According to its business plan, the Mauritius-based company will act as an investment holding to the subsidiaries in Nigeria, which “will provide technologies to enable payment processing, revenue collection and data-gathering to governments and corporate across Africa. They will provide technological services in the following sectors namely Education, Oil and Gas, Power, Finance and Aviation and may also offer technological services in other sectors depending on the business climate in the future targeted markets. The targeted market shall be Nigeria in a first instance followed by other African countries (excluding Mauritius) in due course. In the long run, the Company may expand its scope of investment to other countries in Africa.”

Venture Garden Group is the parent company of Venture Garden Nigeria Limited, incorporated in Nigeria and investing in technology startups in the country.

In 2015 Conyers helped the Tanzanian company Ubongo restructure its ownership by moving it from the US to Mauritius. According to an internal Conyers document, “When Ubongo Inc. is dissolved, the shares it held in Ubongo Ltd. will be distributed to Nisha Ligon and EDSi” (Education Design Studio Inc.)”. Codan was the company administrator.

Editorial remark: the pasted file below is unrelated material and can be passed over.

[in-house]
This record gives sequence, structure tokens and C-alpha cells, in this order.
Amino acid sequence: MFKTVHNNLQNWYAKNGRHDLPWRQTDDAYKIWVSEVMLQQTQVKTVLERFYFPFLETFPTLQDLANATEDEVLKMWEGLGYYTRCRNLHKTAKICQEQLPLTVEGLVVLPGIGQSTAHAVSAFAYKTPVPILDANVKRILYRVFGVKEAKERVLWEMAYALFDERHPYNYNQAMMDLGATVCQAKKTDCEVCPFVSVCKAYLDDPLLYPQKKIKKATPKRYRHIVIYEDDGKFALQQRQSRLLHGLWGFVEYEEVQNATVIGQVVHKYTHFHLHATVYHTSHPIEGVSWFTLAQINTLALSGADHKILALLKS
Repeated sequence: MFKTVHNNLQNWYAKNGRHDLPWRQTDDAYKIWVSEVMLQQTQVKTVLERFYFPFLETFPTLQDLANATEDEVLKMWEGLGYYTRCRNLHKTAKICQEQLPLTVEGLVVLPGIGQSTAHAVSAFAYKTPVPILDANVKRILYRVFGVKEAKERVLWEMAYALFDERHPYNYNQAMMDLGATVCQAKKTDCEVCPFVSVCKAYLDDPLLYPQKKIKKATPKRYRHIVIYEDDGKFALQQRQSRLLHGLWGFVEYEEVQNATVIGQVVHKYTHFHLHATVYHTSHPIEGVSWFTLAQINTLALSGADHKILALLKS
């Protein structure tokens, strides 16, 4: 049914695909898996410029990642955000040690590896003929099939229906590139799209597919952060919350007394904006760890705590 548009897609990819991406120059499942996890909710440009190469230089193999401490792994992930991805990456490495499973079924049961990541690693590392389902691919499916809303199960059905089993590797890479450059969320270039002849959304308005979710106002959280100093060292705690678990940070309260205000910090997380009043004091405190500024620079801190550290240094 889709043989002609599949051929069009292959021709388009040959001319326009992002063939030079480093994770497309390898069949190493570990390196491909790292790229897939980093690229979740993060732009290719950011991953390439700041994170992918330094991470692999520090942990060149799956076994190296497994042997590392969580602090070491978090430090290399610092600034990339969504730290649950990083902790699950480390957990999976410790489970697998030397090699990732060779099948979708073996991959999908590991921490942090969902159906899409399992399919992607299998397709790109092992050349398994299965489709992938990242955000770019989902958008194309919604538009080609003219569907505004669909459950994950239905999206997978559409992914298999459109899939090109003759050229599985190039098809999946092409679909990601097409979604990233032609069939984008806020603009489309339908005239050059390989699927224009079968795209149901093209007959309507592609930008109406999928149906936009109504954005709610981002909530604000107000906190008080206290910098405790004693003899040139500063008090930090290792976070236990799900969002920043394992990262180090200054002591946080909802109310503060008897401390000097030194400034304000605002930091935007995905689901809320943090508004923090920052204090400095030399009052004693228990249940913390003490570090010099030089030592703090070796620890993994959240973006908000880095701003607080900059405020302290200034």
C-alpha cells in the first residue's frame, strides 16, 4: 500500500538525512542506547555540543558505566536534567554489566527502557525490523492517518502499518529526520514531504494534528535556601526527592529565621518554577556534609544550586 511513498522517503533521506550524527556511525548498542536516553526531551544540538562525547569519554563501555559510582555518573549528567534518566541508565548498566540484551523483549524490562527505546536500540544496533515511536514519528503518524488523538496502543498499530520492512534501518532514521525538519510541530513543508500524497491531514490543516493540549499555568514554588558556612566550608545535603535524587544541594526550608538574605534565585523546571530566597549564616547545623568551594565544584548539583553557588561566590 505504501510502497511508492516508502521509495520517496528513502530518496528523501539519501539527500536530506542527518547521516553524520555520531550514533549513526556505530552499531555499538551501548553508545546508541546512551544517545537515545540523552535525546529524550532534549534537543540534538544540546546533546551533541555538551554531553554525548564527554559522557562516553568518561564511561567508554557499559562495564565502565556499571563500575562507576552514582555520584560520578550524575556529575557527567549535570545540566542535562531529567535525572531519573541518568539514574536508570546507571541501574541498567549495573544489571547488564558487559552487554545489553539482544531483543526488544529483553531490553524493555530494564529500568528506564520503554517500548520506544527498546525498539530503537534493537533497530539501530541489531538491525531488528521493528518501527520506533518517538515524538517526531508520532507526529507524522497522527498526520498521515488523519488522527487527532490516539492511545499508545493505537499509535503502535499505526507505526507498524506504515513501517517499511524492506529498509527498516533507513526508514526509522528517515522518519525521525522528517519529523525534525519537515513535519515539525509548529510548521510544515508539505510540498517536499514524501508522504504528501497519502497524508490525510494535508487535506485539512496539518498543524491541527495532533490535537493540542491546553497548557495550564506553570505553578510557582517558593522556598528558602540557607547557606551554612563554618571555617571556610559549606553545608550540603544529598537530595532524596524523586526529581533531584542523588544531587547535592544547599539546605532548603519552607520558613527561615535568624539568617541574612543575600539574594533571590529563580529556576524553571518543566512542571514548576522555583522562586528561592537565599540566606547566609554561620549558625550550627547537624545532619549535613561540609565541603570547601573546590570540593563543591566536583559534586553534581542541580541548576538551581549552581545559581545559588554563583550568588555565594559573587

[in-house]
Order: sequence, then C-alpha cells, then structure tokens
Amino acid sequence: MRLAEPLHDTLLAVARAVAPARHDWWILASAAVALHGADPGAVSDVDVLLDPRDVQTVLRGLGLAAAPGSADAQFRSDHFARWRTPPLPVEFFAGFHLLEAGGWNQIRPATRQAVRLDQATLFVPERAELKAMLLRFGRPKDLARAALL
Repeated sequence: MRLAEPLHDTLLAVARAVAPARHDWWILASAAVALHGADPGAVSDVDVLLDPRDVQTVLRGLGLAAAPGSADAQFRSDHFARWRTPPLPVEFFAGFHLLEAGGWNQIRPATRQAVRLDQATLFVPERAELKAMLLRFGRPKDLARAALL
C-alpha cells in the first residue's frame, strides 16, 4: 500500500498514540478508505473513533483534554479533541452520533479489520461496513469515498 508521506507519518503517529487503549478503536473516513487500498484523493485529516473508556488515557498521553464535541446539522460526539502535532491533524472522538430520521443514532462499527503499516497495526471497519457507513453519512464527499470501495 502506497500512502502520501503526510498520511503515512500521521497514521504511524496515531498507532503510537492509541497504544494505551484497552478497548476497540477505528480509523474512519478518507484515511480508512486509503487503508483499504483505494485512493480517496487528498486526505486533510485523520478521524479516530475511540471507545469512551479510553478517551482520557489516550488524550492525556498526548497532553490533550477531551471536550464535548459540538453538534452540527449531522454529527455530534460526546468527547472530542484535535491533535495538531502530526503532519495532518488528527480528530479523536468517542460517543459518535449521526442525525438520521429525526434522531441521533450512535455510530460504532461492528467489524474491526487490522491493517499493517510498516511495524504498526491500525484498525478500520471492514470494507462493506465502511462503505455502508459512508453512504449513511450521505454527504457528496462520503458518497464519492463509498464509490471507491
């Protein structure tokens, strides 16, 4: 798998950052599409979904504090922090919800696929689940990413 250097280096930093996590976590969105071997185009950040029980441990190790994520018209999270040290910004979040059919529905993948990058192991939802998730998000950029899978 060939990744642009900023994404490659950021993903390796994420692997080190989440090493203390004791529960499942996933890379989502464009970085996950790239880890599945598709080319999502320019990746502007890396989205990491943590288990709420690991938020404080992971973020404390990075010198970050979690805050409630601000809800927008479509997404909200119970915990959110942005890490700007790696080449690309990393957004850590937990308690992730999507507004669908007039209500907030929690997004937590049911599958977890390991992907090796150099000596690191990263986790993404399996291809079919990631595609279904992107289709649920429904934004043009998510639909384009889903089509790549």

In 2015 KPMG advised Ubongo Group, Africa’s largest producer of educational children’s television programs, whose shows reach 11 million households in 31 countries. Eyeing an expansion, the Tanzania-based company predicted a 35-fold increase in revenue over six years, according to a financial model.

KPMG provided advice on the “economical means of Ubongo Mauritius extracting profits from Ubongo Tanzania,” according to a Ubongo planning document. One KPMG suggestion was that the Mauritius subsidiary lend money to the Tanzanian one, so that the money used to repay the loan would be taxed at 3% in Mauritius rather than 30% in Tanzania.

Ubongo told ICIJ that it took advice from KPMG about how to grow across Africa, but did not follow through with the plans or recommendations. “We canceled the investment round before receiving any funds, and instead re-registered as a non-profit organization to better align our funding and structure with our mission,” Ubongo told ICIJ.

KPMG did not comment on specifics, but said its “tax professionals act lawfully” and “with integrity.”

“Mauritius’ tax benefits are popular with African elites as well as foreign ones. The Mauritius company’s purpose is investment holding: it invests in companies “which produce and distribute educational media”, according to its business plan.

According to reports, Ubongo Group bought shares from the Tanzanian company Ubongo Ltd. from all its shareholders, only to sell the shares back to them. At a later stage, Ubongo sold its intellectual property rights on “Ubongo Kids” seasons 1 and 2, and “Akili and Me”, to its Mauritius parent company.